Satan is a personal, powerful spiritual being who desires to lead souls to hell.
By Deacon Frederick Bartels
6 September 2017
In our gospel for today (Lk 4:38-44), we once again hear about Jesus’ rebuking and exorcising demons. In fact, in the gospels we find many references to the devil, otherwise known as Satan (a name which means in Hebrew “enemy” or “adversary”), whom Jesus calls a “liar” and the “Father of Lies” (John 8:44), and his cohorts, the other fallen angels commonly referred to as “demons.” Jesus’ ability to command these spiritual, demonic beings is strong evidence of his divine power and authority.
But what do we know about the devil? A great deal, actually. Satan is a personal, spiritual (non-corporeal) being whose power of intellect and strength of will far exceeds that of man. We might draw an analogy of this difference between the intellectual powers of a child and those of a full grown, highly educated adult; however, such an analogy falls exceedingly short of articulating the angelic/human gap with any accuracy. At his point of creation, Satan was known as Lucifer, which means “bearer of light,” a good and beautiful angel made by God (CCC 391). His prideful and envious refusal to submit to God at the time he was created (prior to the creation of man, commonly referred to as aeviternity) was a radical rejection of God’s reign (CCC 392), causing him to be separated from God and his love, and thus cast from the heavens (see Rev. 12:7 ff.). Jesus reports to his disciples that he “watched Satan fall from heaven like a flash of lightning” (Lk 10:18). A vast number of other angels aligned themselves with Satan and fell as well.
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Given his dangerous power, people often ask, why would God create such an evil being as Satan? This question incorrectly presumes God created Satan in his current, diabolical state. However, that is not the case. Satan and the other fallen angels were “created naturally good by God, but they became evil by their own doing” (Lateran Council IV). God created the angels, all of them, as powerful, beautiful and free spiritual creatures, capable of choosing good or evil. By rejecting God and his plan of love, they corrupted themselves, choosing the path of evil and darkness in opposition to God’s path of light.
Perhaps the most important piece of information we should know about Satan and the other demons is they hate Christ and desire little more than to lead souls away from the salvation he offers into eternal damnation. Therefore they do remain to some degree a threat.
A number of people today find themselves in serious—often terrifying—spiritual trouble with the devil and/or demons through possession and/or obsession. This often happens because they don’t take Satan seriously, ascribe to New Age beliefs, seek some power or advantage from spiritual beings, engage in satanic ritual or worship, or think the realm of spirits is something to be toyed with as a kind of game. Further, when people allow their faith to become tepid, the devil often gives them his attention in an effort to draw them into mortal sin, resulting in the subsequent loss of God. Although the devil has no ultimate power over our soul, and can possess people only after he’s been invited to do so, there are a variety of ways in which people can give an invitation to demonic influence, such as obsession, which, although significantly less serious than demonic possession, is nevertheless very problematic.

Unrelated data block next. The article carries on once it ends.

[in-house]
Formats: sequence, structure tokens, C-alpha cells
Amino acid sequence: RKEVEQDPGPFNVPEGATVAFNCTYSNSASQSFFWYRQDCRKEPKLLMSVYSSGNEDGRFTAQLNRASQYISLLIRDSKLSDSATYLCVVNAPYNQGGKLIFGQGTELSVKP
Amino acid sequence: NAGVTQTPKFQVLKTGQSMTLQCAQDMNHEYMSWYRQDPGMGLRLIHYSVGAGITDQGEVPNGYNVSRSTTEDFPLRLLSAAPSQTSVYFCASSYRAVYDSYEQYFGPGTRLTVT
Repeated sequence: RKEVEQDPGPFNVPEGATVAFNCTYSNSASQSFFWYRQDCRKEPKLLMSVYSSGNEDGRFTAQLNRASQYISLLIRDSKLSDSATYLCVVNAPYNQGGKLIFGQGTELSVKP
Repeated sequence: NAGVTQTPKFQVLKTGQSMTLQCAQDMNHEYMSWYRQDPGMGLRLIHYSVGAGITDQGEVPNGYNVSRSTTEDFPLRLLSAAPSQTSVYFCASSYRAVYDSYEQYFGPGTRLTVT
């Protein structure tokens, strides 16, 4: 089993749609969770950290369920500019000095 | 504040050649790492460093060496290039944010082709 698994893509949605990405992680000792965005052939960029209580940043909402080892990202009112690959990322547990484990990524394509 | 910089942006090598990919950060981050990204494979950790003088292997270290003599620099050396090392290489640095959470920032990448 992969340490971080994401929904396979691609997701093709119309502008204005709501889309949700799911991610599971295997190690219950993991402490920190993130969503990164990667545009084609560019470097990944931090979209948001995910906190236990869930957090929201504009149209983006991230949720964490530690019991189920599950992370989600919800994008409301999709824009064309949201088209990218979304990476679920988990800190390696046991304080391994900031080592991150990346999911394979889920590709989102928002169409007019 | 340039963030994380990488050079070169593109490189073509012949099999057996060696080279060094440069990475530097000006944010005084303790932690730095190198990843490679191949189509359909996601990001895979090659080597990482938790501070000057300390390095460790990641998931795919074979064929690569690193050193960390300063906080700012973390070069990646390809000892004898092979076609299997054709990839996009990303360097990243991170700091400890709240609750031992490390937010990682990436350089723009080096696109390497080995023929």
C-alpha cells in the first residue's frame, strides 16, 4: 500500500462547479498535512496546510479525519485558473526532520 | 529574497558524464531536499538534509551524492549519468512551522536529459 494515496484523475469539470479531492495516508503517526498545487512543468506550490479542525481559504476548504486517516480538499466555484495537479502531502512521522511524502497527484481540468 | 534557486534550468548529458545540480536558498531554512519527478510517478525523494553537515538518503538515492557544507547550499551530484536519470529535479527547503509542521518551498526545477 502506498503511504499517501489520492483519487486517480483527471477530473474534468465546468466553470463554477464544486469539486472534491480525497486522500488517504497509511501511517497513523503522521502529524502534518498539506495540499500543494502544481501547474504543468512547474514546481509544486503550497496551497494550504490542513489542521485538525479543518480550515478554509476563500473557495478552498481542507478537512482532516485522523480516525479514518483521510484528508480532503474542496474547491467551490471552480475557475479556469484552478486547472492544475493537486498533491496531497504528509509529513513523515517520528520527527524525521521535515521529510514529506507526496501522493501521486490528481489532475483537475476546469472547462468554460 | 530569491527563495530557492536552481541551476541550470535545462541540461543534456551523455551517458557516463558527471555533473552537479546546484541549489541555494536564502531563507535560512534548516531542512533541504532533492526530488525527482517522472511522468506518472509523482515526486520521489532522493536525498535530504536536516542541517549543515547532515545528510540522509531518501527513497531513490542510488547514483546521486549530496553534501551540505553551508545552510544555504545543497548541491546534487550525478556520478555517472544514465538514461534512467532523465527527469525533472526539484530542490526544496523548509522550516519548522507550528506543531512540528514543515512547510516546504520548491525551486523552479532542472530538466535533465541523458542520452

Satan does not stop at merely harassing people individually. His diabolical activity is of a wider scope, and is behind a great deal of the evil we see in the world, such as is found in the “culture of death,” war, the attacks on religious freedom, the sanctity of marriage and the traditional family structure as the founding cell of society, to name only a few.
From the Catechism of the Catholic Church:
The power of Satan is, nonetheless, not infinite. He is only a creature, powerful from the fact that he is pure spirit, but still a creature. He cannot prevent the building up of God’s reign. Although Satan may act in the world out of hatred for God and his kingdom in Christ Jesus, and although his action may cause grave injuries—of a spiritual nature and, indirectly, even of a physical nature—to each man and to society, the action is permitted by divine providence which with strength and gentleness guides human and cosmic history. It is a great mystery that providence should permit diabolical activity, but “we know that in everything God works for good with those who love him.” (395)
The best weapon against Satan and the demons is an intimate relationship of communion with Christ, frequent Christian prayer, the sacraments of the Church received in faith, especially Confession and Eucharist, and living a life of holiness according to gospel values. Above all, don’t mess with Satan. Don’t ever enlist the help of spiritual beings. Don’t play around with Ouija boards and the like. These are some of the invitations demons use to their advantage to force their way in, latch on to the soul with a malicious grip difficult to dislodge, and attempt to assert their diabolical will against the love of God.
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Photo Credit: Michael Pacher [Public domain or Public domain], via Wikimedia Commons
Deacon Frederick Bartels is a member of the Catholic clergy who serves the Church in the diocese of Pueblo. He holds an MA in Theology and Educational Ministry and is a Catholic educator, public speaker, and evangelist who strives to infuse culture with the saving principles of the gospel. For more, visit YouTube, iTunes and Google Play.